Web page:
Also, do shunt capacitors work in DC like they do in AC?

Thanks,
-James

Jul 18, 2013
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2,528
Motor regulation usually requires some kind of feed back, this can be from a simple current sense in the motor/semiconductor lead to a DC or digital feedback, but something is usually required, the current sense resistor is usually the simplest way.
You might also want to look at a simple PWM controller.
Max.

6. ### jlatshaw Thread Starter New Member

Jul 20, 2013
28
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OK I'll look into those.

However another quick question. Imagine a motor in series with a resistor and everything then in parallel with a 24V battery. How would I go about choosing my value for resistance so that it is at 10A. Do I just treat the motor as a short circuit and then apply ohm's law? V=IR, R = V/I=24/10 = 2.4 Ohms.

So if I choose a 2.4 ohm resistor and place that as described above, my motor will have 10A going through it, but technically won't the 24V drop from the batteries be directly across the resistor?

My motor says that it needs 24V and varying currents for varying output powers, in this case let's just say I needed a 10A current to get my desired effect. How can I use a resistors to give me my desired current while maintaining the correct voltage drop across my motor?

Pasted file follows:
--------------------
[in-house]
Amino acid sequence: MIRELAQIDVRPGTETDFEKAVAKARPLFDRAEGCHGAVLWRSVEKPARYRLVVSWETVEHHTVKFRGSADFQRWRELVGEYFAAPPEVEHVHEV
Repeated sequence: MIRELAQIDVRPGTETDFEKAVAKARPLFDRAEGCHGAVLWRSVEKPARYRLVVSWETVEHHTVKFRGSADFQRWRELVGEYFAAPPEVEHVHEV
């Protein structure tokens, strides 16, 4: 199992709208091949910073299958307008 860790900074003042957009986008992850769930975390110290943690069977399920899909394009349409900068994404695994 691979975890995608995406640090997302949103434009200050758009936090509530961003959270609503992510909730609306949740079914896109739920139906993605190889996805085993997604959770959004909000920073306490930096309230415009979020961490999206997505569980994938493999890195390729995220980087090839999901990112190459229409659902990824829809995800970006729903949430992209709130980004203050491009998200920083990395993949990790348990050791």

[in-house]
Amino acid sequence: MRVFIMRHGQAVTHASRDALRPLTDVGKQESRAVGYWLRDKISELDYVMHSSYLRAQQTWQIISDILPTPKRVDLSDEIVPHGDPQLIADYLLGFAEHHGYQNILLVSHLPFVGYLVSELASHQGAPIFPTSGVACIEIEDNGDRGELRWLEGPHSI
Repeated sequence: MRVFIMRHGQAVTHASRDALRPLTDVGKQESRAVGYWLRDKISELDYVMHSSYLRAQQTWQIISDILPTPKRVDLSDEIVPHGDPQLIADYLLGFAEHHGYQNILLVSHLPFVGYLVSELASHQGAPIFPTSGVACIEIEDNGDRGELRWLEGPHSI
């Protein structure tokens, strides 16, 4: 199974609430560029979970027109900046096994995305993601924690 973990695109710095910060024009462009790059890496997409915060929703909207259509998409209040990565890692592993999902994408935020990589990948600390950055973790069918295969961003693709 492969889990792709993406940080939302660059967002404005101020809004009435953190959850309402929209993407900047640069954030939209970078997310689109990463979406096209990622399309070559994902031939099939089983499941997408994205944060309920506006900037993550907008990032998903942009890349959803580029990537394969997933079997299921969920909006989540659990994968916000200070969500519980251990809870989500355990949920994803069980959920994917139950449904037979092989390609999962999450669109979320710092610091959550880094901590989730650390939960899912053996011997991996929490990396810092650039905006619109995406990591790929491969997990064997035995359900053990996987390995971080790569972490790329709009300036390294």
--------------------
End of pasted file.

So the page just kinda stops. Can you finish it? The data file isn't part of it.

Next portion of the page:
Thanks for any help,
-James

7. ### crutschow Expert

Mar 14, 2008
13,523
3,391
You missed the post by Kermet2 about motor back EMF when the motor is running. This back EMF means it only draws the current it needs as determined by the motor mechanical load. You don't need a resistor in series to limit the current under normal operating conditions (and don't want one since it will limit the motor power). You only need a resistor to limit the current during startup.

Jul 18, 2013
10,867
2,528
The current detect resistance is often in µΩ's much less than 1 ohm, dependent on the actual motor power.
It is only there to detect a minute volt drop, commiserate with current.
So it has virtually no effect on the actual performance of the motor.
Max.

9. ### jlatshaw Thread Starter New Member

Jul 20, 2013
28
0
Thank you all so very much for helping me out. But I still have one question:

I plan on using this motor for an ebike project, so I would like to have some control as to how much power I want the motor to put out at given times. I know that for different voltage/current levels will result in different power outputs. How can I go about controlling how much the motor outputs at a given time, or will the motor always try to maintain a constant rpm and thus increase its output power as the load increases?

Thank you all,
-James

10. ### tubeguy Well-Known Member

Nov 3, 2012
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This is an efficient method for controlling DC motor speed.

11. ### jlatshaw Thread Starter New Member

Jul 20, 2013
28
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Alright, I think a PMW looks like my best bet.

Thanks again everyone,
-James

12. ### jlatshaw Thread Starter New Member

Jul 20, 2013
28
0
I think a PWM is probably my best bet.

Thanks again everyone,
-James